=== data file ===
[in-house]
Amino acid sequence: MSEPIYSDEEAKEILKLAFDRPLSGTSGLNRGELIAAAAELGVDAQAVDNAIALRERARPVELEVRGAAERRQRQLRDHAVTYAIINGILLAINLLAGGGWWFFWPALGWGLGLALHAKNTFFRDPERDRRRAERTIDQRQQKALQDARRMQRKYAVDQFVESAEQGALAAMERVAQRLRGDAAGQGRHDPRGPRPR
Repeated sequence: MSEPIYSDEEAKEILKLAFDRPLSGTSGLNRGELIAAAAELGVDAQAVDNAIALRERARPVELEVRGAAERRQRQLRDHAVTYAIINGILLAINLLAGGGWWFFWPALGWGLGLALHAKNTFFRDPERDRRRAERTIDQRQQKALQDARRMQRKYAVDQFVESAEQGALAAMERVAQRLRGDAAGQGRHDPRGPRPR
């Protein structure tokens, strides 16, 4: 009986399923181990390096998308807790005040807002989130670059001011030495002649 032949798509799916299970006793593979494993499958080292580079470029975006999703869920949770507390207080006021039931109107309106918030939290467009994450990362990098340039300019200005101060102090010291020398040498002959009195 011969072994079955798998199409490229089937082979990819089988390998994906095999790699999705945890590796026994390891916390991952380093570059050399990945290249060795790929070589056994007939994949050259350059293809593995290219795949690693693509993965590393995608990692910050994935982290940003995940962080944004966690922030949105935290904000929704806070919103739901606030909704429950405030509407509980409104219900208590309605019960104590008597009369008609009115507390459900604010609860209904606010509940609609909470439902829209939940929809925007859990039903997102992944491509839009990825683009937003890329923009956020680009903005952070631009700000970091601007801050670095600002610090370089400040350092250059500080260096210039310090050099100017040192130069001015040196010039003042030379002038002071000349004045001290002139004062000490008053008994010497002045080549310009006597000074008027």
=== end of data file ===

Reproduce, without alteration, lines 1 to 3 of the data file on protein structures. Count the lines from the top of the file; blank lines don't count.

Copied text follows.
[in-house]
Amino acid sequence: MSEPIYSDEEAKEILKLAFDRPLSGTSGLNRGELIAAAAELGVDAQAVDNAIALRERARPVELEVRGAAERRQRQLRDHAVTYAIINGILLAINLLAGGGWWFFWPALGWGLGLALHAKNTFFRDPERDRRRAERTIDQRQQKALQDARRMQRKYAVDQFVESAEQGALAAMERVAQRLRGDAAGQGRHDPRGPRPR
Repeated sequence: MSEPIYSDEEAKEILKLAFDRPLSGTSGLNRGELIAAAAELGVDAQAVDNAIALRERARPVELEVRGAAERRQRQLRDHAVTYAIINGILLAINLLAGGGWWFFWPALGWGLGLALHAKNTFFRDPERDRRRAERTIDQRQQKALQDARRMQRKYAVDQFVESAEQGALAAMERVAQRLRGDAAGQGRHDPRGPRPR